P220 Predictors of prognosis after discontinuation of first-use biologics in IBD patients with at least 24 months follow-up

U.N. Shivaji1, A. Bazarova2, T. Critchlow3, S.C. Smith4, O.M. Nardone4, M. Love3, J. Davis3, S. Ghosh1, M. Iacucci1

1Department of Gastroenterology, Birmingham, NIHR Birmingham Biomedical Research Centre, UK, 2Institute for Biological Physics, University of Cologne, Cologne, Germany, 3Department of Gastroenterology, University Hospitals Birmingham, Birmingham, UK, 4Institute of Immunology and Immunotherapy, University of Birmingham, Gastroenterology, Birmingham, UK


In clinical practice, patients with IBD have their biologic therapies withdrawn due to variety of reasons. The aim of the study was to report on predictors of prognosis in IBD patients after biologics have been discontinued, with a minimum follow-up of 24 months.


All IBD patients who discontinued their first-use biologic were identified between January 2013 and Dec 2016 from EMR at a tertiary referral centre, to ensure at least 24 months follow-up. Reasons for discontinuation and pre-defined adverse outcomes (steroid and other rescue therapies, hospitalisations, surgery including perianal) were recorded. The data were analysed using multivariable and univariable logistic regressions within a machine learning technique in order to predict adverse outcomes, within the stated timeframe. We tested the significance of the identified predictors and performed Kaplan–Meier survival analysis to compare patients with elective vs. non-elective discontinuation of biologics.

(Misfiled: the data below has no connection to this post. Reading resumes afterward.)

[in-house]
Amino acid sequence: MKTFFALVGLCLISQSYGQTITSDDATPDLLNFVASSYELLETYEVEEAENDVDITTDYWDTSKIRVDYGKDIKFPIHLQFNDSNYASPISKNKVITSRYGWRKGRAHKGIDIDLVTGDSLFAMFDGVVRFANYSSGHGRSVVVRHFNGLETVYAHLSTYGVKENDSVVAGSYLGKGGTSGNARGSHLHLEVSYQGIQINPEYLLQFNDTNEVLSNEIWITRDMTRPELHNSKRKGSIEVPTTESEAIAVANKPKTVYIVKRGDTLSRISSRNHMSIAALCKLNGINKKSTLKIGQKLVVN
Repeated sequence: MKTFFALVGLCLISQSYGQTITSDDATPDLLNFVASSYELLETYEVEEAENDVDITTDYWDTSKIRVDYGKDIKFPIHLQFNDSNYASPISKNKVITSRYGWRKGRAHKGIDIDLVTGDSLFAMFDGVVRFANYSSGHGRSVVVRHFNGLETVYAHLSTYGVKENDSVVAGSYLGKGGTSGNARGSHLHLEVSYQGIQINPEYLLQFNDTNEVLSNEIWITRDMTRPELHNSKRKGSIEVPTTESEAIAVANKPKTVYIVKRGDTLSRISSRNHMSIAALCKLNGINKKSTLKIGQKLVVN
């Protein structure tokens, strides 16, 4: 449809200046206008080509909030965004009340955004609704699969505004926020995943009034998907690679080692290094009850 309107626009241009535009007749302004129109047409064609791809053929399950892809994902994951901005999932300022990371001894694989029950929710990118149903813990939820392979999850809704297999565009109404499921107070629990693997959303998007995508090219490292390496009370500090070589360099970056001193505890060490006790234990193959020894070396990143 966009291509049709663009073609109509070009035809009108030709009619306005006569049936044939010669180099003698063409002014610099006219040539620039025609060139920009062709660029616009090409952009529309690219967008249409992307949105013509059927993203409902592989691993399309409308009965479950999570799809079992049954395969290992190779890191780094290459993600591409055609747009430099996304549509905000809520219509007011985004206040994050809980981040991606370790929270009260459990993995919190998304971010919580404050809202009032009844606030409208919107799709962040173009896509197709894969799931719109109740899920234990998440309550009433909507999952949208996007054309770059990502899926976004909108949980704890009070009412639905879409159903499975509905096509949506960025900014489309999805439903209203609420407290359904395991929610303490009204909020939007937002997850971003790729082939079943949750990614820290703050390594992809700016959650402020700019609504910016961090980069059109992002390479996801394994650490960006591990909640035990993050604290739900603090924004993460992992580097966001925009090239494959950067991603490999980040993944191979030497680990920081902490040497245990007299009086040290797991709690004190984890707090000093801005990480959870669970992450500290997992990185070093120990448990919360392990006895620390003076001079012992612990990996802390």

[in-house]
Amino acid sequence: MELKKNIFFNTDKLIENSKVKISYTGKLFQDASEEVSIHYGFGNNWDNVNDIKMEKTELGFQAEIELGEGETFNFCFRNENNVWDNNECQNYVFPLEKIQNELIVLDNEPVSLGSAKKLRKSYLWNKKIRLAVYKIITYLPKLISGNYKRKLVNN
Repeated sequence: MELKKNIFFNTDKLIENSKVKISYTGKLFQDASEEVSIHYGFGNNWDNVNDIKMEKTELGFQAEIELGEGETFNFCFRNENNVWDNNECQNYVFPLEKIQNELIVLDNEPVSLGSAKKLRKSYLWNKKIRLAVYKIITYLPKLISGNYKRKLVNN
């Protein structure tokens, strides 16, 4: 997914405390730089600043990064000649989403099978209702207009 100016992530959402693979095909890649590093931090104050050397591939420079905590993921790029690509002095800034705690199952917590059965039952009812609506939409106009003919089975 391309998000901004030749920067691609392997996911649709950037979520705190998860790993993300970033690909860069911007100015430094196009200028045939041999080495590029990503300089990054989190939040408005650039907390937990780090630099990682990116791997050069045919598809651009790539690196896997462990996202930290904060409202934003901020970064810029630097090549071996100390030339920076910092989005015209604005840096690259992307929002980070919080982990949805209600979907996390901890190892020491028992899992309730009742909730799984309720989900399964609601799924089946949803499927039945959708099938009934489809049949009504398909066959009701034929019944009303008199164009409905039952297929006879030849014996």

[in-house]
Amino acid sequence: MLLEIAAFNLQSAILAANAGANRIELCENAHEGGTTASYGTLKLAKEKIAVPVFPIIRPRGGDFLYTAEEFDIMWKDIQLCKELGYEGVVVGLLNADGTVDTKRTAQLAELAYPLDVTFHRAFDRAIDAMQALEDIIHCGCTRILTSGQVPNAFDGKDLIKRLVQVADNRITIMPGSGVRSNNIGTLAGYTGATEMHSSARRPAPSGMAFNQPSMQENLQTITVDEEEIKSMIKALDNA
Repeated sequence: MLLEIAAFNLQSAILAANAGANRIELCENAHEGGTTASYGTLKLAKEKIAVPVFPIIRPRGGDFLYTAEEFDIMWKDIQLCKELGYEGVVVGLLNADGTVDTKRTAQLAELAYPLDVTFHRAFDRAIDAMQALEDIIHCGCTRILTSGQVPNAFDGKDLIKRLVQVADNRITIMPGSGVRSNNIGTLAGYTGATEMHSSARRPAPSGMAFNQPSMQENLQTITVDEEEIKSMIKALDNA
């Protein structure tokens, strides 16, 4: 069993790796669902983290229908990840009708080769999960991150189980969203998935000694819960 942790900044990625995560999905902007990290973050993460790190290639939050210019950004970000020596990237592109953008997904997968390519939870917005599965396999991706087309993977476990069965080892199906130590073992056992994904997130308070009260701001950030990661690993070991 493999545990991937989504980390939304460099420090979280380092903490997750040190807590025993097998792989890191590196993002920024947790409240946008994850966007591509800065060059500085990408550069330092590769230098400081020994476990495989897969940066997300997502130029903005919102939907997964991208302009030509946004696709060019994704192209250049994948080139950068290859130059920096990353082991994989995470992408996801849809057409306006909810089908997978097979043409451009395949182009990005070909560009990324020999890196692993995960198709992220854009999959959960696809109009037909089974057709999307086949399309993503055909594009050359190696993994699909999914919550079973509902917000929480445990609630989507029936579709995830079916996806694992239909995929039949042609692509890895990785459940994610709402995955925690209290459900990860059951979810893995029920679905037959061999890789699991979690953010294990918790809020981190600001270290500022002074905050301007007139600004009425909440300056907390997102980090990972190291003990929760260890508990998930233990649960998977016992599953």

147 patients who discontinued biologics (M = 74, median age 39y; CD = 110) were identified. Follow-up ranged from 24 to 60 months (median 40 months). The reasons for non-elective discontinuation included side effects (n = 21, 14%), primary or secondary non-response (n = 33, 22%) and patient choice (n = 10, 7%), among others. 59 (40%) patients had elective discontinuation. In this cohort, elective discontinuation resulted in fewer IBD-related adverse outcomes (AO) compared with non-elective. Figure 1 shows a Kaplan–Meier curve comparing the two (p = 0.003).

Using data from all 147 patients, multivariable logistic regression analysis was done to identify significant predictors of prognosis. These are represented in Table 1.

Overall, a significant number of patients (n = 80, 54%) had AO within 6 months of discontinuation, and 96 (65%) patients needed biologics to be restarted by the end of the study follow-up period.

Predictors of poor outcomesTime interval when significantAUROCOdds ratio (OR) and confidence intervalsStatistically significant?
Asian race< 6 months0.6283OR 0.68 95% CI (0.49,0.95)Yes
Secondary non-response< 6 months6–12 months12–24 months>24 months0.6715OR 7.09 95% CI (1.60,29.97)Yes
Steroid therapy12–24 months0.6219OR 0.24 95% CI (0.04,0.88)Yes
Predictors of good outcomes
Male sex>24 months0.638OR 0.31 95% CI (0.09,0.85)Yes
Elective stop<6 months6–12 months0.6398OR 0.24 95% CI (0.05,0.77)Yes


Among IBD patients who discontinued biologics, there were fewer AO when they were electively discontinued. However, majority of patients required restart of biologics to manage their disease during the follow-up period. Clinicians need to be cautious when considering biologic discontinuation given the high proportion of AO and re-escalation to biologics therapy.